William Timothy Cape (1806-1863; image at left) was the eldest son and one of seven children of William Cape, schoolmaster and settler, and Mary Ann (nee Knight) who emigrated to Australia in 1821. He is known as among the best and most beloved early Australian teachers. He served in Sydney Council and then as the Member for Wollombi in the NSW State Parliament. He was renowned for adopting any cause which needed help and giving generously to others. For more, visit:

Part of 'Cape's Flat' was later reserved:

Department of Lands,
Sydney, 7th March, 1900.

HIS Excellency the Lieutenant-Governor, with, the advice of the Executive Council, directs it to be notified that, in order to enforce the saving and reservation contained in Crown Grant to William Timothy Cape, of 40 acres, being portion 27, on Pitt Water, parish of Narrabeen, county of Cumberland, dated the 8th day of April, 1840, and registered volume No. 59 (Register of Grants of Land 33), folio 33, it is the intention of the Crown to take possession of the lands comprised within the said reservation. [Ms. 1900-1,050 Dep.] T. H. HASSALL Government Gazette Notices (1900, March 7). New South Wales Government Gazette (Sydney, NSW : 1832 - 1900), p. 1917. Retrieved from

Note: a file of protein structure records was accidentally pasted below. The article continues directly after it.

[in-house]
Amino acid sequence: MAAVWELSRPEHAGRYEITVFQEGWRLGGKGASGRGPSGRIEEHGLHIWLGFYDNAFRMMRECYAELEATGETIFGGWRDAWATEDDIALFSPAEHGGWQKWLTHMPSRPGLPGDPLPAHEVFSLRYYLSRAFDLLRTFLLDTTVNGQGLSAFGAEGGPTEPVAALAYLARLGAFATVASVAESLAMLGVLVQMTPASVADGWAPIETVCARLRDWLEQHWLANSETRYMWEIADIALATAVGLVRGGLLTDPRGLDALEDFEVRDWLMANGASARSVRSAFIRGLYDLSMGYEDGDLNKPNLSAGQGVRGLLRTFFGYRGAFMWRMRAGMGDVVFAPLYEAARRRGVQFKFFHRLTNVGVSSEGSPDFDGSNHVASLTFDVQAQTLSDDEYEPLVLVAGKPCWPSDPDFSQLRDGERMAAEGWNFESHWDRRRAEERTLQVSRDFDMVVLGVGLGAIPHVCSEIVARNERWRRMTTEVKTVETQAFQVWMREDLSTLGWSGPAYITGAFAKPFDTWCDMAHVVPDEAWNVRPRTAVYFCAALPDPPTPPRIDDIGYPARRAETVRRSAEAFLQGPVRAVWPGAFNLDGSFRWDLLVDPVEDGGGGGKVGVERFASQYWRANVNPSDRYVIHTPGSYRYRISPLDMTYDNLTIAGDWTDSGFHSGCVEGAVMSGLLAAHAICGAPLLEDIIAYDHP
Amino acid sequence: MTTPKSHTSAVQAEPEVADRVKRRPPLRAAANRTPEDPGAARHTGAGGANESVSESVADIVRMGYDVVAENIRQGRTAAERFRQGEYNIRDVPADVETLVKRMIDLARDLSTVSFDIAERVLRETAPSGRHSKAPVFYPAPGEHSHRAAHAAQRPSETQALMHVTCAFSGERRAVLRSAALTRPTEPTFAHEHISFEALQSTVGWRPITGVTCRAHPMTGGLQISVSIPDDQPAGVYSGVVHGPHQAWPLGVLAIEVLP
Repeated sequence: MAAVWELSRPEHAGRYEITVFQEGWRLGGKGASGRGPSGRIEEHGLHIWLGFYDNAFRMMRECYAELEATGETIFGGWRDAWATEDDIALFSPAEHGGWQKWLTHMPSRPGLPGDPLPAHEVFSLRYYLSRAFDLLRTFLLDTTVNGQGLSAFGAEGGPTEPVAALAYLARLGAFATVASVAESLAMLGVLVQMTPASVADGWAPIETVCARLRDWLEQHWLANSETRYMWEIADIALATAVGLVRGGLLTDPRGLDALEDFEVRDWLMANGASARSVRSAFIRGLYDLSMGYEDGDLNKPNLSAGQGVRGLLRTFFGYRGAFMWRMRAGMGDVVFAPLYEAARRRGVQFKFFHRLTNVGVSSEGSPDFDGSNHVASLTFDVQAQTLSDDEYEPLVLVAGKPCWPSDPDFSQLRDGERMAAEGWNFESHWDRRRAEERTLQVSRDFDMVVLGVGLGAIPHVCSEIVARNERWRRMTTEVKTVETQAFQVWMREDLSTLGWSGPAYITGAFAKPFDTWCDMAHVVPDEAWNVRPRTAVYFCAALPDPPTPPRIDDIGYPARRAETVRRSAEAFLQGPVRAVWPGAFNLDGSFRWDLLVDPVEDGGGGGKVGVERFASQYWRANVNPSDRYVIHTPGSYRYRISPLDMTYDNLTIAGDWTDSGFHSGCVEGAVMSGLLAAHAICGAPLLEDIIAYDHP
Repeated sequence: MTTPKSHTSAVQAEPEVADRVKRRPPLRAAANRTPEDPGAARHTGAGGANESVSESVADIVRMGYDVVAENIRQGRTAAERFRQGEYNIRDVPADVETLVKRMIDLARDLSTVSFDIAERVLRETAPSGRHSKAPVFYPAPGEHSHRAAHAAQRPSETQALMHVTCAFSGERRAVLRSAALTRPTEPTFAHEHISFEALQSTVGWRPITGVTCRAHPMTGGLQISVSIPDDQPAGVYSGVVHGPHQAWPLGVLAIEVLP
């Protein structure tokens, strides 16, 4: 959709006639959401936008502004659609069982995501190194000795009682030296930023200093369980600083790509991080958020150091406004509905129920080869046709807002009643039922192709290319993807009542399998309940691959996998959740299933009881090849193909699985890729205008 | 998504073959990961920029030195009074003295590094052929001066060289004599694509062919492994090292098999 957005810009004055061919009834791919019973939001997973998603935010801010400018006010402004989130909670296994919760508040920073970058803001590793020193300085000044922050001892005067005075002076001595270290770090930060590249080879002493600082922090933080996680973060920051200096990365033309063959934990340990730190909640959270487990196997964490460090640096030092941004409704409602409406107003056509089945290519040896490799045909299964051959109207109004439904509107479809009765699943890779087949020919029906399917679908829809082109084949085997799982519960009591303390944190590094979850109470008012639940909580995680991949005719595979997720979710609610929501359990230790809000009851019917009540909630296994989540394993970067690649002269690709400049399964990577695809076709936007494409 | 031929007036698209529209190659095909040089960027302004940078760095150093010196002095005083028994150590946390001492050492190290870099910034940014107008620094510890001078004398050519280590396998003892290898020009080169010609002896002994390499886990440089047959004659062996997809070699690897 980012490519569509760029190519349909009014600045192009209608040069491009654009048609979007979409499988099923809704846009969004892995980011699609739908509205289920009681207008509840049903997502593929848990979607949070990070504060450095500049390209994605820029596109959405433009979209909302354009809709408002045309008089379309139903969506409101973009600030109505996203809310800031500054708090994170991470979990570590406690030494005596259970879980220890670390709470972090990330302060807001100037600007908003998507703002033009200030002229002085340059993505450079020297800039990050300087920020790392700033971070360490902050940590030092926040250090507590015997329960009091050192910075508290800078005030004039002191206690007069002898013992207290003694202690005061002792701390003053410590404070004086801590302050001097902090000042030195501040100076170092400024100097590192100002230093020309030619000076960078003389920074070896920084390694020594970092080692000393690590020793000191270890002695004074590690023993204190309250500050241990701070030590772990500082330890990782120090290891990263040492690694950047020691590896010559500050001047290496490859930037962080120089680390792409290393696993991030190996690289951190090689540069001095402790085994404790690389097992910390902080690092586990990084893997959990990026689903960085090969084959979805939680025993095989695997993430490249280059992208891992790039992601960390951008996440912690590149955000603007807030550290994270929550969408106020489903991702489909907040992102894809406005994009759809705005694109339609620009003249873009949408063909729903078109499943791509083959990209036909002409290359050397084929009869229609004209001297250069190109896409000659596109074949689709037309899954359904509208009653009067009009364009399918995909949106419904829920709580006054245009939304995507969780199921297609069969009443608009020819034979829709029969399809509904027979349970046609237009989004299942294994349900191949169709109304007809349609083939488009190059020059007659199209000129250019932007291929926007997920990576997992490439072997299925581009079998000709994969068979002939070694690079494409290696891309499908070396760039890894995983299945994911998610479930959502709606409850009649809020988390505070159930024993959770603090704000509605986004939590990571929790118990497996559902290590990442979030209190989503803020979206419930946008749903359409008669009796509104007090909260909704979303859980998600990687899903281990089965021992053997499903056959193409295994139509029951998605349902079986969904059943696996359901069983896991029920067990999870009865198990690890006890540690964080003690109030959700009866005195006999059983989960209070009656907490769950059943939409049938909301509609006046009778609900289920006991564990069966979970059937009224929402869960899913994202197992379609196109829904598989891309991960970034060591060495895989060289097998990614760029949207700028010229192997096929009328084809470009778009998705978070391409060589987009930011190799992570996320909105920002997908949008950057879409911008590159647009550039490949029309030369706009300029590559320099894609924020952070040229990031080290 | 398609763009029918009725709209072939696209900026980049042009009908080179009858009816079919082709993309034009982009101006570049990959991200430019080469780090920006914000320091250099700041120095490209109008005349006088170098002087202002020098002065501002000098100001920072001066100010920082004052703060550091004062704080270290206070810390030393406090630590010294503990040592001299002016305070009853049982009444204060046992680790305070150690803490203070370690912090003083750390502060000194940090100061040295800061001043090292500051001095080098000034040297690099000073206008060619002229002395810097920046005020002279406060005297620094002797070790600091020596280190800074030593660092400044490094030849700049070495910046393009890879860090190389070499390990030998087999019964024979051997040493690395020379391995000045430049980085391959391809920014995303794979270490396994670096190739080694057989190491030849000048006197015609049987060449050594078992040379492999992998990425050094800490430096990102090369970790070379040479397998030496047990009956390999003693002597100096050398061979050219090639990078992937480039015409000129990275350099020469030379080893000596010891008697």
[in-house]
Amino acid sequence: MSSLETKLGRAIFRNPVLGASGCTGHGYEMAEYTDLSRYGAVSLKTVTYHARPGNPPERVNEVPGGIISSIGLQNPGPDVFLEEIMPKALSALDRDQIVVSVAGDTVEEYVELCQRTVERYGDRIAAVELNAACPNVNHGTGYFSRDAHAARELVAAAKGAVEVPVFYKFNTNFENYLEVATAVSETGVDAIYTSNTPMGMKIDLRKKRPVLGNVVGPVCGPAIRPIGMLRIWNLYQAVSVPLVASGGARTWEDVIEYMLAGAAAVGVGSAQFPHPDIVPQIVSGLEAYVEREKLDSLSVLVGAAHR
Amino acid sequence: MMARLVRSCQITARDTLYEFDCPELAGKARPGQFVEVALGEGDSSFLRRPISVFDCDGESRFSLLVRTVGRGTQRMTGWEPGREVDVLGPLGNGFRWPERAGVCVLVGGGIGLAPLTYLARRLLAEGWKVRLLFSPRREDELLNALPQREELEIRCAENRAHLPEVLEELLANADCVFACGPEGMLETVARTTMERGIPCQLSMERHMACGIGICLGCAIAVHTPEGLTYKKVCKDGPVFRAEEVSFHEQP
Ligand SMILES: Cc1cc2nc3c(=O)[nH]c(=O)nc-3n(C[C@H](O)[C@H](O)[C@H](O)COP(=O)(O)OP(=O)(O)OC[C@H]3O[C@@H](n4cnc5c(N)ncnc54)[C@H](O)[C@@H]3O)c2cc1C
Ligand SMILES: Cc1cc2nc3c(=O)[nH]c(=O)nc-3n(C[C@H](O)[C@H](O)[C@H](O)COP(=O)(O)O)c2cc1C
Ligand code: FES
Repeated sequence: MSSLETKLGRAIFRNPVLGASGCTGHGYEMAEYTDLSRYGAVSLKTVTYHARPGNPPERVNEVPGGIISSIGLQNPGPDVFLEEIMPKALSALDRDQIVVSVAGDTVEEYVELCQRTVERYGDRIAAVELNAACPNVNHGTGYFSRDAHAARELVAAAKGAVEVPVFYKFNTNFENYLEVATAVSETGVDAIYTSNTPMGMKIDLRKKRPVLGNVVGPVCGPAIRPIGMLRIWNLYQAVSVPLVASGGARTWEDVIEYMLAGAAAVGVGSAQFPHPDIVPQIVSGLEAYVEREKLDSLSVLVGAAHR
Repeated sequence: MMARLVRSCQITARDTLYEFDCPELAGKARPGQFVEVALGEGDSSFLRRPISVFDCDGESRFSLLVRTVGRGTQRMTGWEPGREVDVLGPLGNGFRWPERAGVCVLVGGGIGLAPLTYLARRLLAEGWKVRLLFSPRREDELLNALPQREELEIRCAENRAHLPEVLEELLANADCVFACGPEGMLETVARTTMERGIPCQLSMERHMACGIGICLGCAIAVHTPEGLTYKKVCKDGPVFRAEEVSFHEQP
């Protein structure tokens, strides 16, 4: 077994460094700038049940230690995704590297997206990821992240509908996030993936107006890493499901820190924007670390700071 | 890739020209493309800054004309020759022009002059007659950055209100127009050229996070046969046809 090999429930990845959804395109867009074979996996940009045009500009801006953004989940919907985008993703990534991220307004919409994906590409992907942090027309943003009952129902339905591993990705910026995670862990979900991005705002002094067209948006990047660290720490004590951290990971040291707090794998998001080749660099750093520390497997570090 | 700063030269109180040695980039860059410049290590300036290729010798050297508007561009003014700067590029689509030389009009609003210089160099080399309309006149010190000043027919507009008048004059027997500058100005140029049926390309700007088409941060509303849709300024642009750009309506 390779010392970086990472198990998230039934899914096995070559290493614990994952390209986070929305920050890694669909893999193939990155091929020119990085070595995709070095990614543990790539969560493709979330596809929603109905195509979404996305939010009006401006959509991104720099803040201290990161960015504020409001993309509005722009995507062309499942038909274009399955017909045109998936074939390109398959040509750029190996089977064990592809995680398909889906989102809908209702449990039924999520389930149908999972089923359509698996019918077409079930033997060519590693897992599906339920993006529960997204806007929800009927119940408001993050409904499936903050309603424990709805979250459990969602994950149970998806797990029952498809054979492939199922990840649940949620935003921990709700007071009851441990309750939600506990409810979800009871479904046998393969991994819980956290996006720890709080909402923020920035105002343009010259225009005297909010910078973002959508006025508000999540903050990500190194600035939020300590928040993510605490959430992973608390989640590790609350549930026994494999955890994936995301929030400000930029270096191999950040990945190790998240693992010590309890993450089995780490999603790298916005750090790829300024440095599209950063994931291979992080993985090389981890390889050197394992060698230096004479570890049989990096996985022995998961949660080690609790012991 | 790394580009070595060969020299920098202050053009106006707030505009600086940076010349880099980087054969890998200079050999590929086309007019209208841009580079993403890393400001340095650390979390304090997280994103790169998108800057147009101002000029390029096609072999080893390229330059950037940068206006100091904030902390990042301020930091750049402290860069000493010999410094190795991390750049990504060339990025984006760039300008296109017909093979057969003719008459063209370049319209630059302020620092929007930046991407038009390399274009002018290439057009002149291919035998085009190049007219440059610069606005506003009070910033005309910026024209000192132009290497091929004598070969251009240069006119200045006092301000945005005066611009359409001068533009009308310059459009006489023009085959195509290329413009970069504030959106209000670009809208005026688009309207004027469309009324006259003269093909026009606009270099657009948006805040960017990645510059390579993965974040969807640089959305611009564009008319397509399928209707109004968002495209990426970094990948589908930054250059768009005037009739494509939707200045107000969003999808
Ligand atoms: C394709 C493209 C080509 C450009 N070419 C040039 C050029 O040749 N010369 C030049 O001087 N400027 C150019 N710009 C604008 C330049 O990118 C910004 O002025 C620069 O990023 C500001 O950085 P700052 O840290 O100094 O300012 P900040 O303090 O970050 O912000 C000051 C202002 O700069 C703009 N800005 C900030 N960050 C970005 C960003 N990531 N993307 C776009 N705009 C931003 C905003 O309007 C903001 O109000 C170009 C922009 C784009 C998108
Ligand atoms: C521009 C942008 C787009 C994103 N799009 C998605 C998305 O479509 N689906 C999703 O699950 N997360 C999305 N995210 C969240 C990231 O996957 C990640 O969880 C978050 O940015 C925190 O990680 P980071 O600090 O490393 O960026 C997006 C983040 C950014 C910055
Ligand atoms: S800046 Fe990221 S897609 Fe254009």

In his own name, Robert II had applied to purchase 40 acres next to the 200 acres, on 28 March 1831. This was also sold to W.T. Cape on 6 June 1834, for £25. The deed of grant was made to Cape on 8 April 1840. In the 1889 lithograph below, half of this original McIntosh grant is shown being held by Benjamin James. On February 4th John Redman of Pittwater purchases 23 acres at Church Point on the point overlooking Pittwater from Jane James (nee Buist), the wife of Benjamin James junior (married 1868).  Formerly the land was part of William Oliver’s land grant of 66 acres. On this property was a 3 room weatherboard cottage.  After John Redman's death in April 1888, with his will naming Benjamin James Jnr. as one of the executors, the land now 17 ¼ acres, not 23 acres, is advertised for Auction on 15 August 1888.  (SMH 13 August 1888 P.11)